Wall Street stocks resumed their upward move into year-end on Thursday but the S&P 500 continued to churn around its 200-day moving average as concern over Europe offset better-than-expected U.S. economic data.
The gains nudged the S&P 500 back into positive territory ahead of the last trading day of the year.
Italian bond yields, which helped break a five-day rally with a sharp selloff in the last session, eased Thursday after a debt auction. But the yield on 10-year bonds hovered near 7 percent, a level markets see as a danger zone for Italian government finances.
Pending sales of existing U.S. homes surged to a 1-1/2 year high in November, offering more signs of a tentative housing recovery. The report sent the Dow Jones home builders index <.DJUSHB> up 3.5 percent.
In addition, factory activity continued to grow in the U.S. Midwest in December, as purchasing managers reported rising prices and employment, even though production eased slightly.
That is not a bad way to end the year - incrementally positive data, said Fred Dickson, chief market strategist at D.A. Davidson & Co in Lake Oswego, Oregon. The market still looks like it wants to drift a little bit higher.
Stocks added to gains after the euro erased losses against the dollar, rebounding from a 15-month low in thin trading.
The Dow Jones industrial average <.DJI> gained 101.83 points, or 0.84 percent, to 12,253.24. The Standard & Poor's 500 Index <.SPX> rose 9.93 points, or 0.79 percent, to 1,259.57. The Nasdaq Composite Index <.IXIC> added 17.00 points, or 0.66 percent, to 2,606.98.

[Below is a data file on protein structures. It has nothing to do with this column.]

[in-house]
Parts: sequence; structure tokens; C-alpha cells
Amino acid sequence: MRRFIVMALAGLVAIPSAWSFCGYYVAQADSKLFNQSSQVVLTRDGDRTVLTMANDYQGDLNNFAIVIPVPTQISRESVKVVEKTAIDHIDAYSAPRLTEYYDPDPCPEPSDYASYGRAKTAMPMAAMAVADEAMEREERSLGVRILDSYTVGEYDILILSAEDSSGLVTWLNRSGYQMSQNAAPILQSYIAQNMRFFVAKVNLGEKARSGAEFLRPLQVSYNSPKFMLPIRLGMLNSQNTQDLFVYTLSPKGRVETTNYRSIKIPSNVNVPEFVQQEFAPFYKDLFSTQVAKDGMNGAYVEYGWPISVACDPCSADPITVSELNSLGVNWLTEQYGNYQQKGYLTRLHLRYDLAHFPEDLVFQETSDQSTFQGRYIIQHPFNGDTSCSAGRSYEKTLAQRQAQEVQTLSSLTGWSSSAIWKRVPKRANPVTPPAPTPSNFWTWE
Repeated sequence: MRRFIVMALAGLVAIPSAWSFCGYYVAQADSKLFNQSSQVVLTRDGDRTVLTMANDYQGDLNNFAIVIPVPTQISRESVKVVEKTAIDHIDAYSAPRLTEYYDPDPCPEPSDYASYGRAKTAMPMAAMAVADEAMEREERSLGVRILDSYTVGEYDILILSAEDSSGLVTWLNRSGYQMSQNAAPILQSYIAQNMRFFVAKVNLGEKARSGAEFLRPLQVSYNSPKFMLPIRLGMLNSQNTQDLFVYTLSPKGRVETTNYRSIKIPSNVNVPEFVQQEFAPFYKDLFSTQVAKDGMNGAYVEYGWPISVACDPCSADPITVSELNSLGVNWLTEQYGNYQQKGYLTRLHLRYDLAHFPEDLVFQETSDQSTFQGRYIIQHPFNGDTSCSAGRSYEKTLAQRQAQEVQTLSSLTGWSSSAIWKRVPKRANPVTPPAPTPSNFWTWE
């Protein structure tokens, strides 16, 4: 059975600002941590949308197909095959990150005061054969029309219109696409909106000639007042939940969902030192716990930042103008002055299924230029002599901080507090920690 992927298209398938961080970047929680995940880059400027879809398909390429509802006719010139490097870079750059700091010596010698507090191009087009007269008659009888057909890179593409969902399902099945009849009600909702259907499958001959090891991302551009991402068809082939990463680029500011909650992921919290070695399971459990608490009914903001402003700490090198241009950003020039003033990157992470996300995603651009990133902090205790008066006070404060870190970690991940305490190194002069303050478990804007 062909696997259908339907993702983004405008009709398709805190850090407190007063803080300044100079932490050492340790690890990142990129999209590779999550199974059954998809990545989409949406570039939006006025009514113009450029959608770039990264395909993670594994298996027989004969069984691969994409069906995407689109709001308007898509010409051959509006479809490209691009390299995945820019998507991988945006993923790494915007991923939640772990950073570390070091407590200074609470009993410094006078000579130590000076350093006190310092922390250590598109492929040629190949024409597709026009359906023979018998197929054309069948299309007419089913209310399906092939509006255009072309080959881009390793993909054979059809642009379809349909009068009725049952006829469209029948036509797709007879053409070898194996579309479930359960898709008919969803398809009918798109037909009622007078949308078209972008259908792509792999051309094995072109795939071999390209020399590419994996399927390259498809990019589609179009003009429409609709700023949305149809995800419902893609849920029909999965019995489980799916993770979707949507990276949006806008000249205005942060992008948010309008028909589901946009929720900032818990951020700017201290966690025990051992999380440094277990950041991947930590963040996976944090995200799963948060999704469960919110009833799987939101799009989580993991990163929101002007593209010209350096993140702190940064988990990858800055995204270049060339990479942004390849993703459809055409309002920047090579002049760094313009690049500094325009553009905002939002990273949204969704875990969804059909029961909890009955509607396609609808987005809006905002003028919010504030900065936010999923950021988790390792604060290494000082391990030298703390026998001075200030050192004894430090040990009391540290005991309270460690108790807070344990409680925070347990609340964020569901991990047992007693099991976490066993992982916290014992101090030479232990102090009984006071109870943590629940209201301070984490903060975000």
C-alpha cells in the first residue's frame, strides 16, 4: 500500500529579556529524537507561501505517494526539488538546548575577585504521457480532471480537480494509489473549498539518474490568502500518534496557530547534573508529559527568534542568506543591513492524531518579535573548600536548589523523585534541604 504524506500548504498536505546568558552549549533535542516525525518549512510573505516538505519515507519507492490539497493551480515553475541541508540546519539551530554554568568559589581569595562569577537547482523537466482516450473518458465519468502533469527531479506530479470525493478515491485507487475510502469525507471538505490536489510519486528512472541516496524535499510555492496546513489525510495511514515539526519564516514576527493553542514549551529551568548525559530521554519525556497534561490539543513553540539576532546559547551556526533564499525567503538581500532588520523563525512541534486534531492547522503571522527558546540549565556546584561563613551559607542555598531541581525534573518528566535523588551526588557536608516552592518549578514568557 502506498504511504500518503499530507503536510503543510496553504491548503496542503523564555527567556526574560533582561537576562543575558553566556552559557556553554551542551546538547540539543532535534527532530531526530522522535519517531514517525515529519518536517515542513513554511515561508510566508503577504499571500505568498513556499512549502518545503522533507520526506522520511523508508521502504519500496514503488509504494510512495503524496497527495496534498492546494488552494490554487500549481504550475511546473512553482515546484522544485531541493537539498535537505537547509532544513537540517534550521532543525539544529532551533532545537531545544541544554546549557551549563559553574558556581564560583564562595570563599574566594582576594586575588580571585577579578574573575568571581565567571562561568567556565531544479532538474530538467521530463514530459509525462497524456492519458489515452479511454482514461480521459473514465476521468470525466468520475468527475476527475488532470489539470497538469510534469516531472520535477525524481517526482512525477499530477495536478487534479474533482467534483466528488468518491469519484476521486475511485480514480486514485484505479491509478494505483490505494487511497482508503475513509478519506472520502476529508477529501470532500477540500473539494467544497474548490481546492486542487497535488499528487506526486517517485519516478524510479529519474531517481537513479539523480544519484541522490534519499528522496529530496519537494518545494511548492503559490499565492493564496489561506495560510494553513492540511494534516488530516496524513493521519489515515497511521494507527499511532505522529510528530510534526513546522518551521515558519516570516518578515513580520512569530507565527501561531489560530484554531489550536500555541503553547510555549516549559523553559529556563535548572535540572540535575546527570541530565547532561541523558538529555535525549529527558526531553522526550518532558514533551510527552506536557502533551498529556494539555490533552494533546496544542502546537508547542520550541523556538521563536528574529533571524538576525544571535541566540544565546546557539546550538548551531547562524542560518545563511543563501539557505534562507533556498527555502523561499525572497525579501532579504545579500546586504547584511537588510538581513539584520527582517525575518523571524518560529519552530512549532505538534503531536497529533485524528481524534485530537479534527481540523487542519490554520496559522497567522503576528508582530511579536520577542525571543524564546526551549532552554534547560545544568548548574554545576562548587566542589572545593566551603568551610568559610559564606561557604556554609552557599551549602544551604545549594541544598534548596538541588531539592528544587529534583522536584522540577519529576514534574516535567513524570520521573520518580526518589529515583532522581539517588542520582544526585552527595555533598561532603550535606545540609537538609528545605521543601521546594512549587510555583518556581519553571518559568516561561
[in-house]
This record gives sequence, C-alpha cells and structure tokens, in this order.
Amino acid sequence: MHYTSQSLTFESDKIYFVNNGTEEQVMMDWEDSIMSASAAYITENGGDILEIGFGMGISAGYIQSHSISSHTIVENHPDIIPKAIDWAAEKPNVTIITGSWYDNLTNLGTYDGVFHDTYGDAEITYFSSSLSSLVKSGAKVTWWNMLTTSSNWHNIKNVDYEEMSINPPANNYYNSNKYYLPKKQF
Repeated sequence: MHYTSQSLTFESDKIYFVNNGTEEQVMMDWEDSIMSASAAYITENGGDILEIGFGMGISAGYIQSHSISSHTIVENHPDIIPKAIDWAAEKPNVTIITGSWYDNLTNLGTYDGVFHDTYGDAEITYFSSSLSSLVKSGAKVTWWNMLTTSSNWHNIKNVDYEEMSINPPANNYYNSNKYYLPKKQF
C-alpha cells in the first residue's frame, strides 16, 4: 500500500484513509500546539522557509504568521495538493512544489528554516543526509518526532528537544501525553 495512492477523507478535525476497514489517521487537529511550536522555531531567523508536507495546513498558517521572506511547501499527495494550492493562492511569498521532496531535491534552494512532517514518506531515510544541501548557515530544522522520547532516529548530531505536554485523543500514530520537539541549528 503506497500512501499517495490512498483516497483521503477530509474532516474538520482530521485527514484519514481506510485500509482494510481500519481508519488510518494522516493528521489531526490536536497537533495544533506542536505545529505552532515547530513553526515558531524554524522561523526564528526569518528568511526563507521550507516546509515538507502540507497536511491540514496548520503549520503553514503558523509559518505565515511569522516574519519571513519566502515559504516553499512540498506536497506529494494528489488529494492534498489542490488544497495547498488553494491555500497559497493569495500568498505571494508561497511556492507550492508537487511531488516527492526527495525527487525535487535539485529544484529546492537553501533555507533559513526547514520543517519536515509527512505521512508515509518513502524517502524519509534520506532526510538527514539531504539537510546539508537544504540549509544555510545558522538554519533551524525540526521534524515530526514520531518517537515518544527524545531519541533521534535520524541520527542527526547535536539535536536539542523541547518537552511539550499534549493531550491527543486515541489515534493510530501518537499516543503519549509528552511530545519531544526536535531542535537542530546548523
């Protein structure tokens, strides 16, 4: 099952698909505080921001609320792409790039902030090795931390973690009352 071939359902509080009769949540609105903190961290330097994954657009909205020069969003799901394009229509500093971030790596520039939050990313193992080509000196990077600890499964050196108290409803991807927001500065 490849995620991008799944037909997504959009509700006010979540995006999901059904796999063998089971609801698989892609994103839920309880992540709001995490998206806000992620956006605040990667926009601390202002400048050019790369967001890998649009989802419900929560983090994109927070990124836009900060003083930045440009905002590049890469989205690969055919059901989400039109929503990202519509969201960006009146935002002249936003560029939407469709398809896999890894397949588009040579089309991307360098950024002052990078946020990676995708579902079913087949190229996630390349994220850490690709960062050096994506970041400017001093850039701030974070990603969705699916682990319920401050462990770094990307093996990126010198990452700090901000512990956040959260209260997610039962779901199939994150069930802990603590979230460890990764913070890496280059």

Banks were the biggest gainers along with commodity-related sectors that sold off hard on Wednesday. The S&P financial index <.GSPF> rose 1.4 percent, while the capital goods sector <.GSPIC> was up 1 percent.
Concerns over Europe's sovereign debt crisis resurfaced Wednesday, sparking a 1 percent decline in major indexes. The S&P 500's slim gains for the year were erased and the index pulled back below its 200-day moving average.
The 200-day moving average has been a critical level for the S&P 500 this year as investors look for a significant break above that level before committing capital. The measure is often used to gauge the market's longer-term strength.
On the down side, initial claims for jobless benefits rose more than expected, giving a mixed labor picture, but investors said the trend was still lower.
Recent economic data, including reports on housing, have been largely positive, contributing to gains over the past month and the view that economic growth is picking up steam.
We have seen a pretty encouraging trend in the U.S. economic data over the last two months, said Peter Jankovskis, co-chief investment officer at OakBrook Investments in Lisle, Illinois. If that trend continues that will provide good support and perhaps some upward momentum.
The next big test for markets in terms of U.S. economic data will be the December payrolls report next week.
For the year, the S&P is up 0.1 percent while the Nasdaq is down 1.7 percent and the Dow is up 5.8 percent.
Gains on the Nasdaq were limited by Amazon.com Inc
Diamond Foods Inc
Standard & Poor's placed Sears Holdings Corp's
(Reporting By Edward Krudy; editing by Jeffrey Benkoe)